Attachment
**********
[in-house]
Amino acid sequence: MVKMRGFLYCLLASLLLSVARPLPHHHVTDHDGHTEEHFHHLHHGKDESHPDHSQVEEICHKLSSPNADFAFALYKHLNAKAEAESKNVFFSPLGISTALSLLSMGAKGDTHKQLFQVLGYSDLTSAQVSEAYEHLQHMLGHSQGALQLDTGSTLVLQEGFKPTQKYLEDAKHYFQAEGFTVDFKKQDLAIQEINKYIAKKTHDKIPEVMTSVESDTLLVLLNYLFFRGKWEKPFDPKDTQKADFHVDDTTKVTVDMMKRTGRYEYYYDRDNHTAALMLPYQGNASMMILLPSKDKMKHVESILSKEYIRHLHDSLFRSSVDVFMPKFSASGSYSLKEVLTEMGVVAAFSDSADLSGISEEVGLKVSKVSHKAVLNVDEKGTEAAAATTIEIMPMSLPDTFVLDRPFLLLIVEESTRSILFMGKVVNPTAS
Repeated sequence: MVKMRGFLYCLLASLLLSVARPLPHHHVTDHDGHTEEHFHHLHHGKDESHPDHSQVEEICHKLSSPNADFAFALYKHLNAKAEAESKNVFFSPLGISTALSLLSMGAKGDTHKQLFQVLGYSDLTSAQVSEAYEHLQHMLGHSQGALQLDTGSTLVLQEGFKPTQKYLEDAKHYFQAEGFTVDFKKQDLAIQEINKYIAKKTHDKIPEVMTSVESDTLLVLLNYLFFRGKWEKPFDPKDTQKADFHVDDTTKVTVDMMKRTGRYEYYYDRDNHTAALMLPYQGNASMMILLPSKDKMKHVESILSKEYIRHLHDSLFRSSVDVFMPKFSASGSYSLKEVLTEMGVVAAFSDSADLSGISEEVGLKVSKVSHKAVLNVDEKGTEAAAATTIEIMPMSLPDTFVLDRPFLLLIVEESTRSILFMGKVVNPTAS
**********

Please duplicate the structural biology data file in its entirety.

[in-house]
Amino acid sequence: MVKMRGFLYCLLASLLLSVARPLPHHHVTDHDGHTEEHFHHLHHGKDESHPDHSQVEEICHKLSSPNADFAFALYKHLNAKAEAESKNVFFSPLGISTALSLLSMGAKGDTHKQLFQVLGYSDLTSAQVSEAYEHLQHMLGHSQGALQLDTGSTLVLQEGFKPTQKYLEDAKHYFQAEGFTVDFKKQDLAIQEINKYIAKKTHDKIPEVMTSVESDTLLVLLNYLFFRGKWEKPFDPKDTQKADFHVDDTTKVTVDMMKRTGRYEYYYDRDNHTAALMLPYQGNASMMILLPSKDKMKHVESILSKEYIRHLHDSLFRSSVDVFMPKFSASGSYSLKEVLTEMGVVAAFSDSADLSGISEEVGLKVSKVSHKAVLNVDEKGTEAAAATTIEIMPMSLPDTFVLDRPFLLLIVEESTRSILFMGKVVNPTAS
Repeated sequence: MVKMRGFLYCLLASLLLSVARPLPHHHVTDHDGHTEEHFHHLHHGKDESHPDHSQVEEICHKLSSPNADFAFALYKHLNAKAEAESKNVFFSPLGISTALSLLSMGAKGDTHKQLFQVLGYSDLTSAQVSEAYEHLQHMLGHSQGALQLDTGSTLVLQEGFKPTQKYLEDAKHYFQAEGFTVDFKKQDLAIQEINKYIAKKTHDKIPEVMTSVESDTLLVLLNYLFFRGKWEKPFDPKDTQKADFHVDDTTKVTVDMMKRTGRYEYYYDRDNHTAALMLPYQGNASMMILLPSKDKMKHVESILSKEYIRHLHDSLFRSSVDVFMPKFSASGSYSLKEVLTEMGVVAAFSDSADLSGISEEVGLKVSKVSHKAVLNVDEKGTEAAAATTIEIMPMSLPDTFVLDRPFLLLIVEESTRSILFMGKVVNPTAS